Once you have a winning formula, it’s easy to improve it and continually raise the bar. This is what I notice every time I get on a Jupiter. The folks at Jupiter build good-running, quality, customer-friendly boats from 26 to 39 feet because they start with a good, clean-running hull design and quality components and apply common sense to build boats that their customers desire.
The Jupiter 32 is a perfect example of the company’s commitment to building practical boats. I recently tested it out of Bradenton, Florida, and was impressed with the improvements, execution of the build and attention to detail.
Starting with the proven hull of the 31, with its solid glass bottom and Klegecell-cored sides, Jupiter developed the 32, integrating the best features from all its models, right down to the nonskid pattern on the decks.
The 32 is smartly laid out. A large anchor locker lies forward, with on-deck access and plenty of room for ground tackle and rode. The forward cockpit seating features large bench seats on each side, with insulated boxes underneath that can be used as storage or fish boxes, as they drain overboard. There are drink holders and handrails here as well. A deep and wide storage bin sits in-deck between the forward bench seats. Aft of that compartment is a huge 250-quart storage bin that can be plumbed as a livewell.
The console on the 32 is also well executed. It is engineered beautifully and bonded to the stringer system for added strength, and you cannot see any fasteners anywhere, which adds a super clean and custom look to the boat. The front end has a forward seat with an 80-quart insulated drink box. There are two in-deck storage boxes on either side of the console that can each house four 8-foot rods.
A large entrance on the port side of the console opens to a completely finished stand-up compartment with a standard electric head and holding tank. There is also a Bomar hatch on top that allows light in, as well as fresh air. On the aft bulkhead, there is a panel up high for access to the backside of the electronics and a clear door over the breaker panel. The latter panel is mounted to the access door that opens to reveal the batteries and battery switches. This is just another area where Jupiter excels with a clean setup, with every wire combed, color-coded and numbered.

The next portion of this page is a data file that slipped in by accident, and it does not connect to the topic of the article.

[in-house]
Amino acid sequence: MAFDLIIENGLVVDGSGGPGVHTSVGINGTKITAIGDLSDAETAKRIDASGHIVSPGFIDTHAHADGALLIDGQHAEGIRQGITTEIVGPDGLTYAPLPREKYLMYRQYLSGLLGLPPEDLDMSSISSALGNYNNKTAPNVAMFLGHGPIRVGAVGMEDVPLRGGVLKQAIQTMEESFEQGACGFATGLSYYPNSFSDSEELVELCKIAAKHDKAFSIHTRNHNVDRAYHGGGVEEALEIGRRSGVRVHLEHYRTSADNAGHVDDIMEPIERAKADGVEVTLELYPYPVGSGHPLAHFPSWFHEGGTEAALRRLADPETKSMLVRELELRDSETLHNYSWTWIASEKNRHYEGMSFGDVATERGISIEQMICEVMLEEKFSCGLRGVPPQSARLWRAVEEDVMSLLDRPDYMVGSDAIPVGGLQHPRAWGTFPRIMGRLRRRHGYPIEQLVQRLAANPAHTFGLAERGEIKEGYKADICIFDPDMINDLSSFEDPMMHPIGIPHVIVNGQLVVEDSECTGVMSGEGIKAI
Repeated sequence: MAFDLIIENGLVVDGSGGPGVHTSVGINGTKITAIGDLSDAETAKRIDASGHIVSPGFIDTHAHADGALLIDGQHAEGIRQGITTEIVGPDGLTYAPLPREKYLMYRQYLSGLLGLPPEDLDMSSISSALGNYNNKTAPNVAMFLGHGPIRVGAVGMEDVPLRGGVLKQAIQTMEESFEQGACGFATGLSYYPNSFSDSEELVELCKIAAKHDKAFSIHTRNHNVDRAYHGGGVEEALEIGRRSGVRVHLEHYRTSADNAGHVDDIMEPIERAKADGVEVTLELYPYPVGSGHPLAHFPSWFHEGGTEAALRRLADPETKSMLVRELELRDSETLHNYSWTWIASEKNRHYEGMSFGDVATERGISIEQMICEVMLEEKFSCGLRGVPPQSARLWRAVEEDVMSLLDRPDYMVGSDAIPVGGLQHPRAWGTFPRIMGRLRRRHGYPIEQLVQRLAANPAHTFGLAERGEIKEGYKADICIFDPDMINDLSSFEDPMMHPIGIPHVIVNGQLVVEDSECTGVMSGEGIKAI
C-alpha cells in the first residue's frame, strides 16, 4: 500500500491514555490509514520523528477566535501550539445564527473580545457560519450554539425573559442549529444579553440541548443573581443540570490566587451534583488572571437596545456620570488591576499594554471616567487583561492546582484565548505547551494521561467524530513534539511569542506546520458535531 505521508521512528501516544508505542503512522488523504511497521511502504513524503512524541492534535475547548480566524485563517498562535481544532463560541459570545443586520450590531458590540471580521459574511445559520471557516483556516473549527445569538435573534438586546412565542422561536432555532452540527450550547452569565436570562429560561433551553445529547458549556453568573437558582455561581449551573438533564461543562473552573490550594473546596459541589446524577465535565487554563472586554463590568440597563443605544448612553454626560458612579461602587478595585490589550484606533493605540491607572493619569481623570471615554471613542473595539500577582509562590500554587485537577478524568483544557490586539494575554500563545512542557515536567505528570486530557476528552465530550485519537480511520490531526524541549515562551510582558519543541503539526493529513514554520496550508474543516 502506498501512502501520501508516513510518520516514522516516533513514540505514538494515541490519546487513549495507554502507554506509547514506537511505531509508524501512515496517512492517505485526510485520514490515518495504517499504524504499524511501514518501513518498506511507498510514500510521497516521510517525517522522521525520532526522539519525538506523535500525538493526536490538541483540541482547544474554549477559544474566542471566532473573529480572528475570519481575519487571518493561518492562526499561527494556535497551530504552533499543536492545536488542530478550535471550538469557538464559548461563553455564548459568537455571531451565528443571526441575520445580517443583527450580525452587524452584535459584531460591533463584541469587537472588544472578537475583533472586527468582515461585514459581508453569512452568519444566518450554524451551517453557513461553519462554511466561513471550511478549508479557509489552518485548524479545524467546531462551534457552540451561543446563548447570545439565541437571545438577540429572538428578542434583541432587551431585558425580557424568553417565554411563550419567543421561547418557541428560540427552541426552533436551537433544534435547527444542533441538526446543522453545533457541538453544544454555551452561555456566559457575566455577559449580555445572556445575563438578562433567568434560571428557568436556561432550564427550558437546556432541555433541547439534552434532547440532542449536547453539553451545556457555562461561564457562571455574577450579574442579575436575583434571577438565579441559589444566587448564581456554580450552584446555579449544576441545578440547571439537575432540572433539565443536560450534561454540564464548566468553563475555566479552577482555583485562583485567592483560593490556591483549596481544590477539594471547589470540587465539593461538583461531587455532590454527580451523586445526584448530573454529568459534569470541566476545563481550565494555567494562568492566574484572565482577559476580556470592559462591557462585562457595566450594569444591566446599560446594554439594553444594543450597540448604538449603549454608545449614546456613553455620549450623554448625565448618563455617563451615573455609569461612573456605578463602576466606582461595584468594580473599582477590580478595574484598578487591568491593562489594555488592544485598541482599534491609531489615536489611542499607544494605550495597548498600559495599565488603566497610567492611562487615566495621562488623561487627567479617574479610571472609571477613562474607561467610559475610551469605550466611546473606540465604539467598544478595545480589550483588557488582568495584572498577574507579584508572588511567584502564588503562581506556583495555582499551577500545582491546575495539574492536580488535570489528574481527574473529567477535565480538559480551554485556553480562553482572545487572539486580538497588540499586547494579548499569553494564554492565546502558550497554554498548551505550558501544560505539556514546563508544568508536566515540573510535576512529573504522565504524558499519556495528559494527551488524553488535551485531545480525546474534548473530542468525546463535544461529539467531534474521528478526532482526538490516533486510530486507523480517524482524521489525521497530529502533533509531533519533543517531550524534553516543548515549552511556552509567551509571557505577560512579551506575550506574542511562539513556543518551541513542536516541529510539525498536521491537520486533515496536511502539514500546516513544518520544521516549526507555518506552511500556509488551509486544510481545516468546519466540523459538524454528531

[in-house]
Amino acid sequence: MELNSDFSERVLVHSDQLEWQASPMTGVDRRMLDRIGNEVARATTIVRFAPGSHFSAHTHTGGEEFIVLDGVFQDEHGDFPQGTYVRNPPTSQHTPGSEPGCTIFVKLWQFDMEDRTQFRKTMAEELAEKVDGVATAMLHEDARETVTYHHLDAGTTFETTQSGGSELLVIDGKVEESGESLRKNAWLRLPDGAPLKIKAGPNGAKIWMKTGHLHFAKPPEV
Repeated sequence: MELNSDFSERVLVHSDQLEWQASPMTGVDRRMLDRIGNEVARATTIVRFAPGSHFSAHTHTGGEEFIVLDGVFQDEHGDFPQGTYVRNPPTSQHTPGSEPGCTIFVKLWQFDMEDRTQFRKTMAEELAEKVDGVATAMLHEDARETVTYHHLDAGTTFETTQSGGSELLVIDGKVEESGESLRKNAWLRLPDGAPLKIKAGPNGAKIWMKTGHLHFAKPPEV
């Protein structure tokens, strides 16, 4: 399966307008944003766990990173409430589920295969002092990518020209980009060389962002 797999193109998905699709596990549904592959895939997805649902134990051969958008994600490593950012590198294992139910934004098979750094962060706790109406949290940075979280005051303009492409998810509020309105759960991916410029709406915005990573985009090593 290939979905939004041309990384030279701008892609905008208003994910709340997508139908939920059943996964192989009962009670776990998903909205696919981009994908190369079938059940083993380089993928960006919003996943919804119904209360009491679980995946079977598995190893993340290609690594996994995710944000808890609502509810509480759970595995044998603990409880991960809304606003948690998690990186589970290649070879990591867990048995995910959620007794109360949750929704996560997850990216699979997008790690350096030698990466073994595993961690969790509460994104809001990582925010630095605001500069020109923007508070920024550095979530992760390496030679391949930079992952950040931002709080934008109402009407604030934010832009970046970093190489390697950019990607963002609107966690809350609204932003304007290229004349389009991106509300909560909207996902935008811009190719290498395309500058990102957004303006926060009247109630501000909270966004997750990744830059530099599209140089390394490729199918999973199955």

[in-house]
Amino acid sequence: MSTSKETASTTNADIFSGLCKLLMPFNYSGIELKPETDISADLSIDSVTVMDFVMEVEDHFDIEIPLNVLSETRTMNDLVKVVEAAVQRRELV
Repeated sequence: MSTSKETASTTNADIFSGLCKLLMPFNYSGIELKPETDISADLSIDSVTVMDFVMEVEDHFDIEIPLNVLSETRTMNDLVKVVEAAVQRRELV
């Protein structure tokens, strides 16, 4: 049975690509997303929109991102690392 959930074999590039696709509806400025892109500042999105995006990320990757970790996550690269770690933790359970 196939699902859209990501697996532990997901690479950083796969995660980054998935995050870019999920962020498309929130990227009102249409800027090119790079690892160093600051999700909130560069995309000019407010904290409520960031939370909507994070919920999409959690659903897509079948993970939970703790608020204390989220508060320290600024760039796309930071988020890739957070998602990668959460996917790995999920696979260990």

The control end of the console is also well thought out and offers common-sense features such as a molded-in shelf with retainers on the top to house the standard compass and a couple of drink holders. The electronics dash holds a pair of 12-inch screens; two multifunction speed, depth and temperature instruments; and a systems control panel with 18 labeled waterproof rocker switches.
The helm is set to port, with the binnacle next to it to starboard. The Yamaha Command Link Plus LCD screen is mounted on the helm dash just above the steering wheel for easy viewing. Our test boat also had an autopilot on the helm dash above the trim-tab switch. The molded glove box to starboard of the helm is actually large enough to hold things like cell phones, wallets and sunscreen. There is also a molded footrest.
Our test boat had the custom molded fiberglass T-top that was designed for it. The top is well done and an integral part of the boat, and I couldn’t see having the boat without it. It has an unobtrusive molded-in radio box and mounting capability for radar, as well as wire chases and lights. You cannot see any fasteners mounting it to the oversize-pipe frame, which makes for a clean, custom look. There are five rod holders across the back of the top for additional storage.
The standard leaning post on our test boat offered ample tackle storage, a lift-up seat for more storage and room for side storage bins. It had a permanent backrest with four rod holders and three drink holders. Aft of the leaning post on the centerline is a large 525-quart in-deck insulated fish box with macerator pump. Just aft of the fish box is another large hatch offering access to the lazarette, with its nicely finished bilge, livewell pumps and pair of Rule 2000 automatic bilge pumps.
The deck of the 32 features a fully guttered drainage system like other Jupiter models, with 2-inch deck-drain scuppers in each aft corner. All deck hatches are fully molded and double-sided and have gaskets and GEM positive-latching hardware to seal them. A 50-gallon oval livewell on the centerline of the transom is fed by a Rule 1,500 gallons-per-hour pump on a through-hull in the lazarette.
Our test boat came rigged with twin 300 hp Yamaha four-strokes. The 32 slips onto plane with little bow rise and takes off effortlessly. I found the sweet spot right at 4,400 to 4,500 rpm, with the boat making right around 41 mph, burning 31 gallons per hour.
We carried on a conversation and easily roamed around to get a drink or move a rod. I shut it down, and we trolled along with a clean bubble trail and the boat laid to for a drift just fine.
It’s hard not to like what the folks at Jupiter do. Their boats are thorough in execution and practical in design, with a running surface that offers a comfortable, safe ride in all conditions. What more could you want from a center console?
Deadrise: 24 degrees at the transom
Fuel: 260 gals., 50 gals. optional
Water: 50 gals.
Max hp: 600
Weight: 8,360 lbs. (dry, with engines)
Base price: $199,990 with twin Yamaha F250 four-strokes
Jupiter Marine / 941-729-5000 / www.jupitermarine.com